From Newsweek last Friday we have an article indicating that Berkeley School of Law professor John Yoo, formerly of the Office of Legal Counsel and Ninth Circuit Court of Appeals Judge Jay Bybee, also formerly with the Office of Legal Counsel, may not be held responsible for professional misconduct but for poor judgment for their legal opinions used to justify torture--I mean, enhanced interrogation.
Previously, the [Justice Department Office of Professional Responsibility] report concluded that two key authors—Jay Bybee, now a federal appellate court judge, and John Yoo, now a law professor—violated their professional obligations as lawyers when they crafted a crucial 2002 memo approving the use of harsh tactics, say two Justice sources who asked for anonymity discussing an internal matter. But the reviewer, career veteran David Margolis, downgraded that assessment to say they showed “poor judgment,” say the sources. (Under department rules, poor judgment does not constitute professional misconduct.) The shift is significant: the original finding would have triggered a referral to state bar associations for potential disciplinary action—which, in Bybee’s case, could have led to an impeachment inquiry.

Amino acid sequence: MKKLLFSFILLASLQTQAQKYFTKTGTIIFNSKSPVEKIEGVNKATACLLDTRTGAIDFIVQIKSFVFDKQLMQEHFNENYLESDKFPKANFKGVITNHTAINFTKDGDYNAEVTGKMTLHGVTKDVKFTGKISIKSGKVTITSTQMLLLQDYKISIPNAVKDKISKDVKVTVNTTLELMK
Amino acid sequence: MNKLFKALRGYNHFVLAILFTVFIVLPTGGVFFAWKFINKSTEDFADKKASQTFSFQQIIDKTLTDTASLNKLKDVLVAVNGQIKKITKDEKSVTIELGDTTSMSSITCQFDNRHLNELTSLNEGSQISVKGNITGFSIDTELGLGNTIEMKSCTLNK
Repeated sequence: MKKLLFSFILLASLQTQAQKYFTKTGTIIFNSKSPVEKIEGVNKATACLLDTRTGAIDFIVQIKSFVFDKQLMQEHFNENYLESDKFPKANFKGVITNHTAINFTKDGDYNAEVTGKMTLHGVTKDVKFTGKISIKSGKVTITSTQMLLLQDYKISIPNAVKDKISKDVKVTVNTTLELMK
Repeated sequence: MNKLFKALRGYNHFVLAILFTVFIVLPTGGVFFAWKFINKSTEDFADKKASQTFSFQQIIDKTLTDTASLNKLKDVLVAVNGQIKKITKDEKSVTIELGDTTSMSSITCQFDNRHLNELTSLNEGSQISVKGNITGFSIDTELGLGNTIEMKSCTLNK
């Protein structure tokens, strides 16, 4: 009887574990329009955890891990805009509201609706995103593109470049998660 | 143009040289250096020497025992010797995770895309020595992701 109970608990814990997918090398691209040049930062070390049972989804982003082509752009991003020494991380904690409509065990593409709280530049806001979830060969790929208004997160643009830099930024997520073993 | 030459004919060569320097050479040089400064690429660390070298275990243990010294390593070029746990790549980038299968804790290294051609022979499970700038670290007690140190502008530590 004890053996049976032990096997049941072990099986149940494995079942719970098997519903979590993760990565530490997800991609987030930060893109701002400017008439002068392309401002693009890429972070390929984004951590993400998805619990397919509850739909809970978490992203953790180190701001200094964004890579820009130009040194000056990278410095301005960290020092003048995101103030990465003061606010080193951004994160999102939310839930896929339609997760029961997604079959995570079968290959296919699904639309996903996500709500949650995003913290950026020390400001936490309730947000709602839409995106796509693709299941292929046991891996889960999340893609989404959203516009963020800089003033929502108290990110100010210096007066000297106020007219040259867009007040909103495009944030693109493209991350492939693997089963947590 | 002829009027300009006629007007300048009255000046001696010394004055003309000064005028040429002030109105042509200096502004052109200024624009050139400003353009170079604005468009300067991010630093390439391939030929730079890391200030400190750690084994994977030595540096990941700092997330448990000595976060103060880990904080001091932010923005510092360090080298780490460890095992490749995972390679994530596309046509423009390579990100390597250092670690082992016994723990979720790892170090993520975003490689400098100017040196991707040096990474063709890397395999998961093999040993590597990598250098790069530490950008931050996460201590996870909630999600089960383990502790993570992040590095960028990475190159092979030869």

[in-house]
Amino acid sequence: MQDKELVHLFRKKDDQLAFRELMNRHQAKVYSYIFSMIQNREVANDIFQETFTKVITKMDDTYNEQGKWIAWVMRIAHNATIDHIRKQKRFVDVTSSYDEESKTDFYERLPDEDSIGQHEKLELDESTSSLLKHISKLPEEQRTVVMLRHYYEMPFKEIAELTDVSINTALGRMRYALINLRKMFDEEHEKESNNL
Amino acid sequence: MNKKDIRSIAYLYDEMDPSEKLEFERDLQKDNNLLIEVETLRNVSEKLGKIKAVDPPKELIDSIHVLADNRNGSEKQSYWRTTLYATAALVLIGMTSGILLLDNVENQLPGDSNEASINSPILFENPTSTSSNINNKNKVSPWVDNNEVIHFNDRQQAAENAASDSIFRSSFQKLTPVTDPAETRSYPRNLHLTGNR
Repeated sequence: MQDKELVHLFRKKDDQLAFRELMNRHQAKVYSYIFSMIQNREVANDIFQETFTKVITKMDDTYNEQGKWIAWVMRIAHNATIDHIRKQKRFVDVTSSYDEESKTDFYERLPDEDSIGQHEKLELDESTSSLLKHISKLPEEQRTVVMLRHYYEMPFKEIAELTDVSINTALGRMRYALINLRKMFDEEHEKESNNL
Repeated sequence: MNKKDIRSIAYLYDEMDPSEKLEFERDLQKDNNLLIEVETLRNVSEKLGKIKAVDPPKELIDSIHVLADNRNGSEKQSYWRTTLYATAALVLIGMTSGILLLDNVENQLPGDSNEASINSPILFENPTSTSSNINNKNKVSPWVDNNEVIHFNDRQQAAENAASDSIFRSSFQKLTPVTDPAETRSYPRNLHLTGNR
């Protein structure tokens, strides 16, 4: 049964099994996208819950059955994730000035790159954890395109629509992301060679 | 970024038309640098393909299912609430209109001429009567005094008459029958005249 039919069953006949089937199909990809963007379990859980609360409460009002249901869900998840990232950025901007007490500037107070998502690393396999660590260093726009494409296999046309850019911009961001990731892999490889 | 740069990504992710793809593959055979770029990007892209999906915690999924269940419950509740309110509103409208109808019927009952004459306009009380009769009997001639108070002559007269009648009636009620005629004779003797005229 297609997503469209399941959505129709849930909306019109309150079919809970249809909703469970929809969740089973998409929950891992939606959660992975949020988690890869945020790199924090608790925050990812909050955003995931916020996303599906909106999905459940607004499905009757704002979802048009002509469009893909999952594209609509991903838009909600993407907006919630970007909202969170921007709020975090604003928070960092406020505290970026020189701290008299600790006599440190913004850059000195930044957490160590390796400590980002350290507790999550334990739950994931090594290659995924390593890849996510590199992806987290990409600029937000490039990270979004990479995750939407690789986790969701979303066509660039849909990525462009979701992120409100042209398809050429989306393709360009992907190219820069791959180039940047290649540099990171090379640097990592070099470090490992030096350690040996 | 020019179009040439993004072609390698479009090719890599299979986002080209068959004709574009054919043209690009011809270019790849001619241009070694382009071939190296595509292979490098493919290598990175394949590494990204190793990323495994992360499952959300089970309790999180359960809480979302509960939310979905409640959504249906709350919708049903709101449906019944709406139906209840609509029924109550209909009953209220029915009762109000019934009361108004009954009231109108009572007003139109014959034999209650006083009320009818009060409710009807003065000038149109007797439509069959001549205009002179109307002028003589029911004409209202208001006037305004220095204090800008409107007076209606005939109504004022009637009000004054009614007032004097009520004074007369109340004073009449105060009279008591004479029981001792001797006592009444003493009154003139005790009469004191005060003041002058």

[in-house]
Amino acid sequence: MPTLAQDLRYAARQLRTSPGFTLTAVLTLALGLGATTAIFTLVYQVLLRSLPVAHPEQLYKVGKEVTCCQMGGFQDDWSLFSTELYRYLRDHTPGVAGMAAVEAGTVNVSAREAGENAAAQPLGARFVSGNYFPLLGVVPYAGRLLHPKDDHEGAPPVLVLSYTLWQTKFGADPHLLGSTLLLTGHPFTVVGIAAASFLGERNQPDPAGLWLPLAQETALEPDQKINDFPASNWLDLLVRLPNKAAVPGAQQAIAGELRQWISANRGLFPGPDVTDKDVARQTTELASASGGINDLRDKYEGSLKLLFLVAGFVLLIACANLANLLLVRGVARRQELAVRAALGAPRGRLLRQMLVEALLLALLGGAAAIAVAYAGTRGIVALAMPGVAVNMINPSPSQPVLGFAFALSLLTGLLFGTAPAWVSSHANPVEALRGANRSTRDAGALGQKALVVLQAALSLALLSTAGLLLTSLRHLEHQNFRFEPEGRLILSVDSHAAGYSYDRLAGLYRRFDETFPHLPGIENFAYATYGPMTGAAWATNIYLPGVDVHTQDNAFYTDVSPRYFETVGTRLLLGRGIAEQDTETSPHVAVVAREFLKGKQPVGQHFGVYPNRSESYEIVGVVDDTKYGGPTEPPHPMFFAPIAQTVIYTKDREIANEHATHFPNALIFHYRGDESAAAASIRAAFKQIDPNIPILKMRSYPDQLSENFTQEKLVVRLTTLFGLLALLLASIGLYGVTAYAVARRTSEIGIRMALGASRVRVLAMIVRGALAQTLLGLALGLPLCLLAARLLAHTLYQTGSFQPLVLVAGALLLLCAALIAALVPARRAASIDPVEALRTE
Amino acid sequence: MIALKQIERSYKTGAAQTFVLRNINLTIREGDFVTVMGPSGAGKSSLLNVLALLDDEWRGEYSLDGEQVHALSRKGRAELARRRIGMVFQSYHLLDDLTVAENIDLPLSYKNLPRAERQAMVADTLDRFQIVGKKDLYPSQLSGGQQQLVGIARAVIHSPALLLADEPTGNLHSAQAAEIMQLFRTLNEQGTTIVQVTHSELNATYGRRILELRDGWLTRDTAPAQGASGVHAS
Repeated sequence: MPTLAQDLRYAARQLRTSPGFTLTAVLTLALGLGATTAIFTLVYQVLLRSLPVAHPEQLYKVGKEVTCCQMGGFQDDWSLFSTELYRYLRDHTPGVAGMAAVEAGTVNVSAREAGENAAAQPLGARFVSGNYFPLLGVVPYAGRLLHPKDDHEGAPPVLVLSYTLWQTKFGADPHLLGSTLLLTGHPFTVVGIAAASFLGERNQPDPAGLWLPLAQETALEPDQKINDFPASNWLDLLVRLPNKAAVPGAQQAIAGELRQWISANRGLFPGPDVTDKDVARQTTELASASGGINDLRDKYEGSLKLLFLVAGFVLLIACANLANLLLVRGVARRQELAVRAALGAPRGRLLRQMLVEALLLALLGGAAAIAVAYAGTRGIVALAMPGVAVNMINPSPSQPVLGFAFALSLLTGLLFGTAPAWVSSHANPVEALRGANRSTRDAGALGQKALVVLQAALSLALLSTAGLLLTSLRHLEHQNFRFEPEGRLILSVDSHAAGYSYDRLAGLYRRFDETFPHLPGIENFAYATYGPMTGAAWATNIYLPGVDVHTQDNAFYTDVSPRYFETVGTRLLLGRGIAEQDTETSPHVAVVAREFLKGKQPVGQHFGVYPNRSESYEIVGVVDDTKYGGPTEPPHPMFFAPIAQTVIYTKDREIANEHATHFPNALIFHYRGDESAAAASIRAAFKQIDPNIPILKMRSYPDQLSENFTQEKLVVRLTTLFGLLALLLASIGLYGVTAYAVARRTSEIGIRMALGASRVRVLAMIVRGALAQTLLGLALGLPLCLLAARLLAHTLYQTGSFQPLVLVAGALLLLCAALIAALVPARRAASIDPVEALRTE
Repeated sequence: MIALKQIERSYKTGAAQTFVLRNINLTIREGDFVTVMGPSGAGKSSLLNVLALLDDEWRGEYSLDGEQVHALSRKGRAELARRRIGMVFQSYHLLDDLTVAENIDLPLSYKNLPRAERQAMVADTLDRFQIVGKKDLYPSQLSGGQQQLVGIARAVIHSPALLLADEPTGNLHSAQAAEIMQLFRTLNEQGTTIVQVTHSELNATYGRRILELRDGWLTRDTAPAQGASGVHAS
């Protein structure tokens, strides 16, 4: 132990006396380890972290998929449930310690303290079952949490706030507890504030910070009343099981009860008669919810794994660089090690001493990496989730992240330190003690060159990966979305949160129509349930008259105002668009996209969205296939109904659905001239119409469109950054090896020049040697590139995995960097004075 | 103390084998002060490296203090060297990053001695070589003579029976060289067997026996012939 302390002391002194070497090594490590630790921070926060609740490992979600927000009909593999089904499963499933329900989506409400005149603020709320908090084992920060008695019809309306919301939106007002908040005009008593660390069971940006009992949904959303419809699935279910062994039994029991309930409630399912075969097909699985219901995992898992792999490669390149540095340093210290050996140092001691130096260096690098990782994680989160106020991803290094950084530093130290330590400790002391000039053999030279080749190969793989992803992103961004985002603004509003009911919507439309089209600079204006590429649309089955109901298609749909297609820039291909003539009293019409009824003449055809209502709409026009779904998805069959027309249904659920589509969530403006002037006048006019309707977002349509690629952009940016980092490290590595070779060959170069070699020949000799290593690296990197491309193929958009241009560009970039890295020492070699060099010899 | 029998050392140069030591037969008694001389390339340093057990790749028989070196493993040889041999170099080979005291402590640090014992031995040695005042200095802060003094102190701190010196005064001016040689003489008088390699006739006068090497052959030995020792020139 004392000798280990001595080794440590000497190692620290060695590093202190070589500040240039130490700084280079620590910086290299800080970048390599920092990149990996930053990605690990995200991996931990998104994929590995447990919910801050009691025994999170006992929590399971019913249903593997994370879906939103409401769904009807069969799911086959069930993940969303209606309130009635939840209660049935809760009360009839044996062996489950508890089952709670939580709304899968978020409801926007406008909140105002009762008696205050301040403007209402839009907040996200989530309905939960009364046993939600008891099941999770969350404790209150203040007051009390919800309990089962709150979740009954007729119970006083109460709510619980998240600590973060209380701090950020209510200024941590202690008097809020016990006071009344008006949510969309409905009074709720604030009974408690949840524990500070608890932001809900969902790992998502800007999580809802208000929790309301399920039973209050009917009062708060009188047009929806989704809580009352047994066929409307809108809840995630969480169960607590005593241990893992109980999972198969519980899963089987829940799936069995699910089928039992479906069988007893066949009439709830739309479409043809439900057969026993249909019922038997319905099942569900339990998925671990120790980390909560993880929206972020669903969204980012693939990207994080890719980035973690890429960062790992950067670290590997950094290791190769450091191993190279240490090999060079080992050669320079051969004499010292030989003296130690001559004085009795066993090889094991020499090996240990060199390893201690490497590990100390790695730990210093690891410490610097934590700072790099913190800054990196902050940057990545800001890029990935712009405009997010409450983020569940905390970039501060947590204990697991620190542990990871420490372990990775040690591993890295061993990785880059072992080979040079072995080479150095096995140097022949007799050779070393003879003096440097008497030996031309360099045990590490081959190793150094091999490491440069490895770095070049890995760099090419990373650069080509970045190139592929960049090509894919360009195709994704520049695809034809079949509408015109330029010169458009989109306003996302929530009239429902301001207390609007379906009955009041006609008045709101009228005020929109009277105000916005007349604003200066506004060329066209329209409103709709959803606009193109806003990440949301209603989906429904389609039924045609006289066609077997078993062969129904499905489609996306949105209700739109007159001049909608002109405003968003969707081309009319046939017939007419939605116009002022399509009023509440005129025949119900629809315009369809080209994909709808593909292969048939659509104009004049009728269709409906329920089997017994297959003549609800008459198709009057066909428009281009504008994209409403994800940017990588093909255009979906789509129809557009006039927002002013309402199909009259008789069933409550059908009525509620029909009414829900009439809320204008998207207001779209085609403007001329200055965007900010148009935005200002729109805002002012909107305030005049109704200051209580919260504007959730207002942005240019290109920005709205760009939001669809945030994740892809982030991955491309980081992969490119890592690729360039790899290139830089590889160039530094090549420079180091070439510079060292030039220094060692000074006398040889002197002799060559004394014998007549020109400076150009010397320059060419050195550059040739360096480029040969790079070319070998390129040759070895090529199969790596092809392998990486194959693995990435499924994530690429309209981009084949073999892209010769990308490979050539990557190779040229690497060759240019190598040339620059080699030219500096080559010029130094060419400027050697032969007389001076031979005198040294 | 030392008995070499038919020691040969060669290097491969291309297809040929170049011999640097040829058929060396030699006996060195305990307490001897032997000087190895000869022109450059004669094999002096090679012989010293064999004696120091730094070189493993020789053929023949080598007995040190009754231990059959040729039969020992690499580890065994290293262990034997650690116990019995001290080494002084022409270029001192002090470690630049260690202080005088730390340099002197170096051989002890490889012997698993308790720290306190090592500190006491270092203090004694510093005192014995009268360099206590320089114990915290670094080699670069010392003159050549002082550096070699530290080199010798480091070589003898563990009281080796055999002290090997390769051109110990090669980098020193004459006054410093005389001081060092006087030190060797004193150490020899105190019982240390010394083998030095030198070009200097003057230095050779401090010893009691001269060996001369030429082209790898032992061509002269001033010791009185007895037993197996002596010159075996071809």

Thank goodness we don't have to rehash all that nasty business again. After all, look how successful we were after waterboarding Khalid Sheikh Mohammed 183 times in March 2003 and Abu Zubaydah 83 times in August 2002.
Yes, it violated international law, but let's not dwell on that. And we're not holding anyone responsible, but let's not dwell on that either. Someone once said, "Those who cannot remember the past are condemned to repeat it."
That won't happen. Look how we're making sure.
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